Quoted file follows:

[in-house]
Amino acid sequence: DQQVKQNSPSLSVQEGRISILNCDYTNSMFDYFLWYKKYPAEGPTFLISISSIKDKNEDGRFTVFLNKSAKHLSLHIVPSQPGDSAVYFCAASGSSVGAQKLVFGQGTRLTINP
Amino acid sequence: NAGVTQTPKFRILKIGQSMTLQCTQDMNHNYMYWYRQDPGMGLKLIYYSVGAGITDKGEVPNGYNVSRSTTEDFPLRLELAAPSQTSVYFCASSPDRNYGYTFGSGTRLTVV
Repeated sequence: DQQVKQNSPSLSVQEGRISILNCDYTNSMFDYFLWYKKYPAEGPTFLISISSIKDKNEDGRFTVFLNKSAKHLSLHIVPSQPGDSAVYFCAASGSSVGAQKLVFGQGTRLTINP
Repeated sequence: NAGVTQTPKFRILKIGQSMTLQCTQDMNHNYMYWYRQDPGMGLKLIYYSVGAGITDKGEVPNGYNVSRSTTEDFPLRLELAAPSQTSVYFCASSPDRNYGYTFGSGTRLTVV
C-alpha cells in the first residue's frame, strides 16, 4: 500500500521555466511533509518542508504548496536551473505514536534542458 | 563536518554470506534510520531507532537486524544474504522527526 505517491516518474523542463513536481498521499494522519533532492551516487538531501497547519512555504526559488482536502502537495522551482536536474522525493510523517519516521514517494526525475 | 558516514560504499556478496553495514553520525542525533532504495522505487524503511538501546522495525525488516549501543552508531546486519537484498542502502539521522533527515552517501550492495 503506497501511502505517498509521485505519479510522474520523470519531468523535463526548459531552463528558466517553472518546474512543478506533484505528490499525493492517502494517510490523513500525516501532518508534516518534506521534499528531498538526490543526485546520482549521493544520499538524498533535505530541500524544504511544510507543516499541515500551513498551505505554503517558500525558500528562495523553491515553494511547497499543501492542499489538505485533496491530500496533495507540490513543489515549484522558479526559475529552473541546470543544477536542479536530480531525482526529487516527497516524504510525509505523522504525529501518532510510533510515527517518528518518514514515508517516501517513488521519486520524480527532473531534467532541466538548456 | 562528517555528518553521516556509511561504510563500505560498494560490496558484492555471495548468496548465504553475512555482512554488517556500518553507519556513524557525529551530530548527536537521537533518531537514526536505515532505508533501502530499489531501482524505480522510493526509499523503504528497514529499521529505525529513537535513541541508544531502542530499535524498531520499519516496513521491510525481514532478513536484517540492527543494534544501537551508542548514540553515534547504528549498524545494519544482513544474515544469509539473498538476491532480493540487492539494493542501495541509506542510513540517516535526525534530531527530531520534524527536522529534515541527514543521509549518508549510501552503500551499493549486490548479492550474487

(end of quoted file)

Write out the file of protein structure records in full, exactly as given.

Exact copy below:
[in-house]
Amino acid sequence: DQQVKQNSPSLSVQEGRISILNCDYTNSMFDYFLWYKKYPAEGPTFLISISSIKDKNEDGRFTVFLNKSAKHLSLHIVPSQPGDSAVYFCAASGSSVGAQKLVFGQGTRLTINP
Amino acid sequence: NAGVTQTPKFRILKIGQSMTLQCTQDMNHNYMYWYRQDPGMGLKLIYYSVGAGITDKGEVPNGYNVSRSTTEDFPLRLELAAPSQTSVYFCASSPDRNYGYTFGSGTRLTVV
Repeated sequence: DQQVKQNSPSLSVQEGRISILNCDYTNSMFDYFLWYKKYPAEGPTFLISISSIKDKNEDGRFTVFLNKSAKHLSLHIVPSQPGDSAVYFCAASGSSVGAQKLVFGQGTRLTINP
Repeated sequence: NAGVTQTPKFRILKIGQSMTLQCTQDMNHNYMYWYRQDPGMGLKLIYYSVGAGITDKGEVPNGYNVSRSTTEDFPLRLELAAPSQTSVYFCASSPDRNYGYTFGSGTRLTVV
C-alpha cells in the first residue's frame, strides 16, 4: 500500500521555466511533509518542508504548496536551473505514536534542458 | 563536518554470506534510520531507532537486524544474504522527526 505517491516518474523542463513536481498521499494522519533532492551516487538531501497547519512555504526559488482536502502537495522551482536536474522525493510523517519516521514517494526525475 | 558516514560504499556478496553495514553520525542525533532504495522505487524503511538501546522495525525488516549501543552508531546486519537484498542502502539521522533527515552517501550492495 503506497501511502505517498509521485505519479510522474520523470519531468523535463526548459531552463528558466517553472518546474512543478506533484505528490499525493492517502494517510490523513500525516501532518508534516518534506521534499528531498538526490543526485546520482549521493544520499538524498533535505530541500524544504511544510507543516499541515500551513498551505505554503517558500525558500528562495523553491515553494511547497499543501492542499489538505485533496491530500496533495507540490513543489515549484522558479526559475529552473541546470543544477536542479536530480531525482526529487516527497516524504510525509505523522504525529501518532510510533510515527517518528518518514514515508517516501517513488521519486520524480527532473531534467532541466538548456 | 562528517555528518553521516556509511561504510563500505560498494560490496558484492555471495548468496548465504553475512555482512554488517556500518553507519556513524557525529551530530548527536537521537533518531537514526536505515532505508533501502530499489531501482524505480522510493526509499523503504528497514529499521529505525529513537535513541541508544531502542530499535524498531520499519516496513521491510525481514532478513536484517540492527543494534544501537551508542548514540553515534547504528549498524545494519544482513544474515544469509539473498538476491532480493540487492539494493542501495541509506542510513540517516535526525534530531527530531520534524527536522529534515541527514543521509549518508549510501552503500551499493549486490548479492550474487